File — University of Washington Seattle campus

The University of Washington campus in Seattle, Washington. 

(The Center Square) — A Washington state lawmaker is calling for a review of a police contract privately negotiated by the University of Washington which he describes as “clearly in conflict” with public records law.

Rep. Gerry Pollet, D-Seattle, sent a letter on Tuesday to University of Washington President Ana Mari Cauce, the University of Washington Regents, and Attorney General Bob Ferguson demanding the contract be put under the microscope.

Pollet is a lawyer who teaches at the University of Washington’s School of Public Health and the Evans School of Public Policy and Governance. He has lectured on subjects which include environmental law and access to public records. Pollet also served as an officer for the state’s Coalition for Open Government.

“Obviously, a contract cannot trump the Public Records Act,” Pollet wrote. “Nor can a contract have provisions that require destruction of records in violation of the records retention rules duly adopted pursuant to statute.”

The Washington Public Records Act requires requires agencies to make public records available to members of the public with limited exemptions.

Pollet cited reporting in August by The Daily of the University of Washington, which reported that the contract was listed on August 6 as a “tentative” agreement was reached while student activist groups.

Speaking with The Daily, UW Senior Director of Media Relations Victor Balta said that the union voted on the final contract a week prior.

The vote came without the knowledge of the University of Washington Black Student Union, which has strongly opposed the university increasing the presence of police on campus, the Daily reported.

Since the UW’s police formed a union in 2011, past contracts have frequently restricted public access to disciplinary records and permitted many records to be destroyed.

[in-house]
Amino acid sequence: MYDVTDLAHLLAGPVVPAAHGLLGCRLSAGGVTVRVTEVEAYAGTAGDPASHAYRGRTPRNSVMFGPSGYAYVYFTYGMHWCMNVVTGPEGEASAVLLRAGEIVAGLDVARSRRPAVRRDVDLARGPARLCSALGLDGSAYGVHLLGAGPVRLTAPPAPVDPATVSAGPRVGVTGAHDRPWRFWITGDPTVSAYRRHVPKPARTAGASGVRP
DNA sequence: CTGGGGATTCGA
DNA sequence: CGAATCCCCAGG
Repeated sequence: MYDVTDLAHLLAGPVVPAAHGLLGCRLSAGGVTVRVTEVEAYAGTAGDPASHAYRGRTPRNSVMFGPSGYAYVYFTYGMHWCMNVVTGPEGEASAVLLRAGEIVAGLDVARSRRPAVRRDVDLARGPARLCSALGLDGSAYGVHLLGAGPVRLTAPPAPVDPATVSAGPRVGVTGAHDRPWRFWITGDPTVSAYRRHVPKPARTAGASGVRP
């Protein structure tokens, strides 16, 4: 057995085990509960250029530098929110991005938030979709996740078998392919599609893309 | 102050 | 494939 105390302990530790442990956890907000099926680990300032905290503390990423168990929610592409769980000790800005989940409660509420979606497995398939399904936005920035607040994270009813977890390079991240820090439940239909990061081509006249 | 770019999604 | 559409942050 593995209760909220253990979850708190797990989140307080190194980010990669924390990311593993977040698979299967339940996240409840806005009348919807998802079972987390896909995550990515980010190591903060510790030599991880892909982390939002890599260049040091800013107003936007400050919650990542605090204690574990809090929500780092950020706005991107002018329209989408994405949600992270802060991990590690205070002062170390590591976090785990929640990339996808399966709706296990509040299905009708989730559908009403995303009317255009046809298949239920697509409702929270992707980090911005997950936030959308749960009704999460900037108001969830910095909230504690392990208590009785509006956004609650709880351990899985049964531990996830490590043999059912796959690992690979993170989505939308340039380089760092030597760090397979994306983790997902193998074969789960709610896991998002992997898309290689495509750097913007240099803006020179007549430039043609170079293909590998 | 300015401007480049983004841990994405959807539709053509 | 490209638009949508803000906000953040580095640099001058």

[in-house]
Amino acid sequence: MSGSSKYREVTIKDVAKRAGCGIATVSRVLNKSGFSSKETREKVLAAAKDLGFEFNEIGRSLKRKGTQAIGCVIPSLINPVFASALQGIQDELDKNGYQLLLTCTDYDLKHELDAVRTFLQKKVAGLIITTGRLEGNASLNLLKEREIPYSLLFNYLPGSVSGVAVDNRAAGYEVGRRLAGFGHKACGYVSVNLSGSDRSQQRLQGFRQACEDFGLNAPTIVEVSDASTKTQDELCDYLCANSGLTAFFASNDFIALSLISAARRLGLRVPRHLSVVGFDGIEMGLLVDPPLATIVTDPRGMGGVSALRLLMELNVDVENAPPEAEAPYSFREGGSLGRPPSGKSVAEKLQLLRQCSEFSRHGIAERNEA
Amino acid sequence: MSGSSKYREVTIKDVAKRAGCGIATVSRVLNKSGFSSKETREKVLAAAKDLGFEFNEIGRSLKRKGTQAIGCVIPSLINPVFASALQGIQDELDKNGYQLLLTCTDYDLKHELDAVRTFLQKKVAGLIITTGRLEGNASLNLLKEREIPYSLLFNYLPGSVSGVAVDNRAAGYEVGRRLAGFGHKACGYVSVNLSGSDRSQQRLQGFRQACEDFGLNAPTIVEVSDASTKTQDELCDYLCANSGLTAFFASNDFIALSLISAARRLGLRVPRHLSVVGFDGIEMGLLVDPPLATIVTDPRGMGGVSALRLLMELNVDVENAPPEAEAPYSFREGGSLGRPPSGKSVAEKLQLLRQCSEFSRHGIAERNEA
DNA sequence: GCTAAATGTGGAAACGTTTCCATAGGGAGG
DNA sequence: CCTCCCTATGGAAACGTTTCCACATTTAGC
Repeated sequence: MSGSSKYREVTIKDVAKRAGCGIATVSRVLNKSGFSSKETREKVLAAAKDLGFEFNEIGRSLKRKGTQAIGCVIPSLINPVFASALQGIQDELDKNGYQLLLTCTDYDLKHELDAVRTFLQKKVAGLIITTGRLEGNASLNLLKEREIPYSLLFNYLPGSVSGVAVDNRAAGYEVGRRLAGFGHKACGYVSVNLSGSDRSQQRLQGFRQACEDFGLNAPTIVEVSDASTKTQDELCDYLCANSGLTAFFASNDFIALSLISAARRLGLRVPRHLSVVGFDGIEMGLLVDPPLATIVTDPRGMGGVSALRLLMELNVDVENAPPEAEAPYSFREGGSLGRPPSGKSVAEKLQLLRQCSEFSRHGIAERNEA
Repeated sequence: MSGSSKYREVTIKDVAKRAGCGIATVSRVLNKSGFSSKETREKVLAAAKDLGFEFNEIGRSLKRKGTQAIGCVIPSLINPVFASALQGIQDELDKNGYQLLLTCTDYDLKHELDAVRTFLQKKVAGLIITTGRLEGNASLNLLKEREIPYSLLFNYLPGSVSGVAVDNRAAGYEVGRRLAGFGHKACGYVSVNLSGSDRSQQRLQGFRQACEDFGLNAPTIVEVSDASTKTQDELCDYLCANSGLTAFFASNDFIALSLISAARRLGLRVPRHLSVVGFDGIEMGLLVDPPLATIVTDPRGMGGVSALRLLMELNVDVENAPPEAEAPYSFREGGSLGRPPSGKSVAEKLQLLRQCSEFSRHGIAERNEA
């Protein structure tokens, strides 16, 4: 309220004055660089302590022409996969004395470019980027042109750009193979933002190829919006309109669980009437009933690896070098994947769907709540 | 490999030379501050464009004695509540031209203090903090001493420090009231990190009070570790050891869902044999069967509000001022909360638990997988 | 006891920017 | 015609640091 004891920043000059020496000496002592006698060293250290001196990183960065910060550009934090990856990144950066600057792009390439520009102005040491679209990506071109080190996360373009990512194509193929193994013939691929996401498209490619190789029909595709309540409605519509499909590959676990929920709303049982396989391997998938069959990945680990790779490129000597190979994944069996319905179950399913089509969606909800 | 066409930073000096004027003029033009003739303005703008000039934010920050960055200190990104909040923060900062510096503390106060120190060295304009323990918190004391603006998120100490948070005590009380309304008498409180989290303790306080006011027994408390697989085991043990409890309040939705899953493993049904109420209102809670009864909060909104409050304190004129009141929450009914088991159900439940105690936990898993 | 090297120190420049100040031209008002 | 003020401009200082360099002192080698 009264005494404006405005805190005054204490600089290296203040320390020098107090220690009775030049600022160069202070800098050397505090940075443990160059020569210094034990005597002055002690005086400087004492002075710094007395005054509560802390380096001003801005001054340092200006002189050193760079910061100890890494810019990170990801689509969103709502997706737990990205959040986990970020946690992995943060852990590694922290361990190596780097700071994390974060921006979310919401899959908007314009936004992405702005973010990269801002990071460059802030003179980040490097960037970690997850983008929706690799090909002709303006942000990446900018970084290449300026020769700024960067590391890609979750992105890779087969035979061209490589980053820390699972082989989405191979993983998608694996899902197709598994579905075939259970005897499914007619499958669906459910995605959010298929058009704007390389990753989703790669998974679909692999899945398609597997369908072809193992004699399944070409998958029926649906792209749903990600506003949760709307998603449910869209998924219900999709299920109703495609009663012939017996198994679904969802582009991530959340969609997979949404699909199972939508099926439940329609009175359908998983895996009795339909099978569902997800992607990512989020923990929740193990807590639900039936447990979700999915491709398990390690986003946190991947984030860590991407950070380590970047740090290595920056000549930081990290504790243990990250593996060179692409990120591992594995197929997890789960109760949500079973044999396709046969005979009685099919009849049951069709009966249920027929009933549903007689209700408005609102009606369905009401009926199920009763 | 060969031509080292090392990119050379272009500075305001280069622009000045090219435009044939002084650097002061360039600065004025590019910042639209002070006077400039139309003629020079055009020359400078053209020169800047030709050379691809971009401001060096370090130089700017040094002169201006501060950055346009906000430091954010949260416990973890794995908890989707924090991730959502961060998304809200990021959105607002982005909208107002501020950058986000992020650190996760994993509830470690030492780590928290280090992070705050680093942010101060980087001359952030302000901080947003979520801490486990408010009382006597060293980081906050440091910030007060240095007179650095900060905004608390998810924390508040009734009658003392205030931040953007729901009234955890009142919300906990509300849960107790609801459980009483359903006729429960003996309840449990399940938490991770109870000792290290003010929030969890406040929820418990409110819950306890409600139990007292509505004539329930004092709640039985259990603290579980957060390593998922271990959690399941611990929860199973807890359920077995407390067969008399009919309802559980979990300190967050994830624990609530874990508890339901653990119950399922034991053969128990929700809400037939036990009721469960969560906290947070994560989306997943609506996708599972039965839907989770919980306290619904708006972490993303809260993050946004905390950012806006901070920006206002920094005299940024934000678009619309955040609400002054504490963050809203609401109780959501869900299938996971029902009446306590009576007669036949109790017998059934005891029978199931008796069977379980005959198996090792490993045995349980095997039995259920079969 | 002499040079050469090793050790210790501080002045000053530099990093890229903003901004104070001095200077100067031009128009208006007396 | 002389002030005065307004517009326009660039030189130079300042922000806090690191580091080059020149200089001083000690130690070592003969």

In his letter, Pollet cited state law which not only outlines retention schedules for all records, but requires employee disciplinary records to be kept for six years after final disposition of the case if an allegation is upheld.

Destroying or tampering with a public record that is required to be maintained is a crime under Chapter 40.16 of Washington law, Pollet added.

Pollet did praise UW for its policy of sharing sexual misconduct records for school employees dating back three years upon request and to seek disclosure when the UW is hiring. The practice, he said, should also apply to police misconduct. 

This public policy should apply to disclosure of police misconduct that involves biased policing, use of force or discrimination in addition to sexual misconduct.

Among the provisions outlined in the UW’s newest police contract, officers are now given 72 hours to issue a formal statement related to any injuries or killings committed by officers compared to 48 hours in previous contracts.

Like prior contracts with the university, any public records “related to employee misconduct or alleged misconduct,” will redact any police employee’s name if it has not already been made public.

In addition, the new contract grants unionized campus police officers a 10-day “protest period” if a public record naming them is requested. Prior contacts granted four-day protest periods.

UW police is also allowed to negotiate the terms of any oversight committee the university may choose to convene, contrary to previous contracts.

The university’s new police contract takes effect July 1, 2021.

Staff Reporter

Tim Gruver is a politics and public policy reporter. He is a University of Washington alum and the recipient of the 2017 Pioneer News Award for Reporting. His work has appeared in Politico, the Kitsap Daily News, and the Northwest Asian Weekly.